the quartet orchestrating the second american revolution 1783 1789.pdf

4 it fell to hamilton to apprise his old commander

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aspires beyond the humble and happy lot of living and dying a private citizen on my own farm.” 4 It fell to Hamilton to apprise his old commander that, whether he knew it or not, he really had no choice: I take it for granted, Sir, you have concluded to comply with what will no doubt be the general call of your country in relation to the new government. You will permit me to say that it is indispensible you should lend yourself to its first operation. It is of little use to have introduced a system if the weightiest influence is not given to its firm establishment,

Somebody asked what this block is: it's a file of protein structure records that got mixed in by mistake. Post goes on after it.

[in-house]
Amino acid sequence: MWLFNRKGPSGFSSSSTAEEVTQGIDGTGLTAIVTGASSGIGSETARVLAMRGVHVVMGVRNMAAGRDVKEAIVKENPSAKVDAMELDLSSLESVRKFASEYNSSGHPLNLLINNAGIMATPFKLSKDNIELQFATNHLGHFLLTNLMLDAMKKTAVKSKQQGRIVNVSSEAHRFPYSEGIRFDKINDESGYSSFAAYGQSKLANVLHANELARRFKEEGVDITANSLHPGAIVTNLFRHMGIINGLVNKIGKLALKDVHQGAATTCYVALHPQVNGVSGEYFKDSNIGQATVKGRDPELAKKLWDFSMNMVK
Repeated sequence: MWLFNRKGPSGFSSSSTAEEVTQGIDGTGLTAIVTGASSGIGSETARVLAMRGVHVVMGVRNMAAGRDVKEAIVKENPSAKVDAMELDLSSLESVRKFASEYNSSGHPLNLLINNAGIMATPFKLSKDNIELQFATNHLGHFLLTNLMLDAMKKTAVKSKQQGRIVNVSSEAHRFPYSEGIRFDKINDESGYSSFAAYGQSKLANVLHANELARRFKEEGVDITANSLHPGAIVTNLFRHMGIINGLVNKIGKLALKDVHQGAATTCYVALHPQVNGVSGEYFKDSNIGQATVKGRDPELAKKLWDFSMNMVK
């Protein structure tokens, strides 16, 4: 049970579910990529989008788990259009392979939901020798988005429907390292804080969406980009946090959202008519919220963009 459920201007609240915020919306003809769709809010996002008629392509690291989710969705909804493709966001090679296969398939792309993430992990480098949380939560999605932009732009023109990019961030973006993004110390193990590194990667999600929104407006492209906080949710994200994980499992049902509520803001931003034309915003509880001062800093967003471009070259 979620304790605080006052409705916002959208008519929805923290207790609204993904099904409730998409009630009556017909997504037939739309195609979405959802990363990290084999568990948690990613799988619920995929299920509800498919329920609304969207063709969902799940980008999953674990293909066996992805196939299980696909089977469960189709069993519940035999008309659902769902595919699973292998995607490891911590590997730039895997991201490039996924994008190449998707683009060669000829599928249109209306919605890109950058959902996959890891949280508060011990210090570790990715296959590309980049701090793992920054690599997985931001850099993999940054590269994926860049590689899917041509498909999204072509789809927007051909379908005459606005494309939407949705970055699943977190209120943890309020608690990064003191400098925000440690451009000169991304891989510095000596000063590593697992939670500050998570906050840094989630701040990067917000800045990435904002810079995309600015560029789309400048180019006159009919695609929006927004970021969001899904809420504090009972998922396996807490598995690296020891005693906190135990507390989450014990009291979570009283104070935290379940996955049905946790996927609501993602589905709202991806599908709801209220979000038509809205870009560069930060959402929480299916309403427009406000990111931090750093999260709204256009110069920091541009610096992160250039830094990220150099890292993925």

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in the outset. 5 In effect, once he stepped back onto the public stage in Philadelphia, he had committed himself to the success of the nation-size republican experiment, and there was now no way he could avoid leading the launch. Washington thanked his old aide-de-camp for this “manly advice” but confessed that it left him feeling deeply depressed, overwhelmed by “a kind of gloom,” and he wanted Hamilton to know that acceptance of the presidency “would be attended with more diffidence and reluctance than ever I experienced before in my life.” 6 Hamilton knew Washington well enough to realize that he was not being coy. So he made another kind of argument designed to appeal to his historical aspirations. If the new federal government should fail, he observed, “the framers of it will have to encounter the disrepute of having brought about a revolution in government…that was not worth the effort. They pulled down one Utopia, it will be said, to build another.” If that should happen, Hamilton warned, Washington’s place in history would be compromised, an outcome that “will suggest to your mind greater hazard to that fame which must be and ought to be dear to you.” But in the end, Hamilton concluded, all of Washington’s anguish was irrelevant, because “the crisis which brought you again into public view has left you no alternative but to comply.” 7 No president in American history wanted to be president less than Washington. And yet, as Hamilton made clear to him, no man in America was so essential to enhance the prospects for success of the emerging nation. As Henry Lee, Washington’s old cavalry commander, put it, “It is a sacrifice on your part, unjustifiable from any personal point of view. But on the other hand, no alternative seems to be presented.” 8 Washington attempted to find an escape route by declaring that any announcement of his candidacy would be regarded as a conspicuous expression of his ambition, which in his political universe was dishonorable behavior that essentially disqualified him from office. He liked to refer to the fable about the fox “who inveighed against the sourness of grapes, because he could not reach them.” 9 This was a desperate gambit on his part, an effort to dodge the inevitable, but also utterly irrelevant because there was no need for him to stand for office or declare his candidacy. There were, as yet, no political primaries or nominating conventions. The electors in each state were free to select anyone they wished. The winner became the president, and the runner-up became the vice president. The only way that
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